TIPS ON SELECTING A HOTEL IN ITALY

Hotels in italy, Vacation Guide Vernon McClure


Traditional Italian hotels tend to be simpler and have fewer extras than most American hotels. In Italy for example, few hotels below the moderate level will have TVs with an English channel, not even CNN or BBC, so do not expect Cable style TV or 100's of channels to select from.  But keep in mind, did you come all this way over to Italy to sit around in the room, a cafe in the square is a much more enjoyable way to pass your time.

Italian hotels tend to focus on cleanliness and friendliness over amenities. Many of the Hotels are old-fashioned, and worn around the edges, with small rooms and furniture that's functional, but not always the latest style, and you need to consider location, location, location above all else.

HOTEL RATING: DO NOT CHOICE BASED ON STARS

Italian hotels are rated from one to five stars (plus an extra "Five-Star Deluxe" category for places that really want to pad their prices).
As hotels get more expensive (four- and five-star), they get more similar to standard hotels in the US.

As far as the cheaper, more traditional Italian hotels, at the one and two-star levels, here are the "worst" of the differences you can expect to find.

The vast majority of the "complaints" about Italian hotels I read or hear about have little to do with the hotel, but expectations presented by the booking site and personal travel expectations.

You should not go into a foreign country expecting everything to work exactly the way it does at home. If that were the case, there would be no reason to travel in the first place. You will need to put aside your assumptions and expectations and learn to judge and value an Italian hotel on its own merits according to Italian standards, not American ones.

Read user reviews with a grain of salt, and keep in mind, there are always more complaints then praise, and remember that Hotel websites are paying for the photo-shop pictures that makes a room look grand.

HOW HOTELS IN ITALY DIFFER FROM U.S. HOTELS

One major factor you must understand many about hotels in Italy (all of Europe, actually) is space. In the US there is lots of space and rooms tend to be large, whether they are roadside chain motels or hotels in city centers. Even a cheap, grungy, off-brand motel in the States will usually have two double or queen beds in it, separated by an end table with a TV remote control so you can watch your "Free HBO!"

In Italy, most hotels—at least, most of those in the historic city centers and small towns tourists love to stay in—are converted from existing buildings, many of them hundreds of years old. Rooms were smaller back then, and it is often impractical (and, in many cases of historic buildings, illegal) to enlarge them.

Also, indoor plumbing is a recent phenomenon, Renaissance architects didn't plan for a private bathroom in every chamber of the palazzo.  So bathrooms tend to be small, modular units that are wedged into one corner of the existing room.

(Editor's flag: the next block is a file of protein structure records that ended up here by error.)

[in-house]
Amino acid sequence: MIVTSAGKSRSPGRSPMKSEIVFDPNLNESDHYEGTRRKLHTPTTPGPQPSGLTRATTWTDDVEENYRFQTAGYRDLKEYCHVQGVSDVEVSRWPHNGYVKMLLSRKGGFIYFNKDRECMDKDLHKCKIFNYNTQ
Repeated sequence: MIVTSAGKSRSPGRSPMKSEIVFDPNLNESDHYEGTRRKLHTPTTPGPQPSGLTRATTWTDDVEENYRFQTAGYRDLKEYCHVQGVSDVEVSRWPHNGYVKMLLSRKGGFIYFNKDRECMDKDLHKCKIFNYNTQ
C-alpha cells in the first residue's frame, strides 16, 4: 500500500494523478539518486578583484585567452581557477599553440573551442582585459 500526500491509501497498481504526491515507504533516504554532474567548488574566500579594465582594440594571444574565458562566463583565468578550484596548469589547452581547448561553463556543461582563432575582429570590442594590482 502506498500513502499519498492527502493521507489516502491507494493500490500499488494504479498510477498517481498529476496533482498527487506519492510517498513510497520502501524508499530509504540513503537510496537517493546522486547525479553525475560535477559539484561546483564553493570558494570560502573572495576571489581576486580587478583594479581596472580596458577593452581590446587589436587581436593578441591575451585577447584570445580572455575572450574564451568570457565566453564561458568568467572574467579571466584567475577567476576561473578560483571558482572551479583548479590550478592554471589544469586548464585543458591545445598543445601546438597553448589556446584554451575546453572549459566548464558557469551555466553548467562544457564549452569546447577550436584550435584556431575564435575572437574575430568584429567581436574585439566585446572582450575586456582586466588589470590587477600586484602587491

So, expect the following from hotels in Italy (hope for the best but expect the worst):

  • Rooms will be small. No, even smaller than you're thinking.
  • Bathrooms will be even smaller (and given to all sort of other "shortcomings")
  • Lobbies and rooms rarely agree. Never judge a hotel by its entrance; expensive hotels almost always invest heavily in the lobby, often skimping on the rooms, whereas cheaper hotels may just have a dingy desk in a hallway, but spotless, fine accommodations.
  • Beds are a bit narrower than in America. Also, a standard "double room" in Italy comes with a single double bed, sometimes a queen—never two queens side by side with an end table in between; you're thinking of an American motel. Even at that, "double beds" are often two twins shoved together under a single top sheet and blanket (or two twin sheets made up to overlap).  In really cheap hotels and many B&B's, the beds may have the old style bed springs, bowing deeply in the center , or bulging up and bucking every time you move.
  • Elevators are a nice bonus, not a given. (Medieval architects did not foresee elevator shafts when designing the buildings: just lots and lots of steep staircases. Look at it as a chance to get more exercise while you're on vacation.)
  • Walls will be thin. 
  • Breakfast will likely be light—rolls and jam with cappuccino at worst; more likely packaged pastries and cappuccino—and maybe some fresh brioche (lightly sweetened croissants). Sometimes you get a table laid out with ham and salamis, cheese, boiled eggs, yogurt, and fresh fruit. Occasionally muesli (a Swiss granola that tastes like slightly sweetened home insulation material) will make an appearance, but don't expect American cereals or omelettes and bacon.

Selecting a hotel for your vacation takes some research and it is best to deal with someone who has actually been in the location, not just review it on a computer screen or travel book. The wrong location can end up costing you time and money. Remember the good deals on the booking web sites are good deals for a reason.  Those places in Italy that provide great service and have a great location, are usually booked well in advanced. 

 

Tags: Travel Planning,

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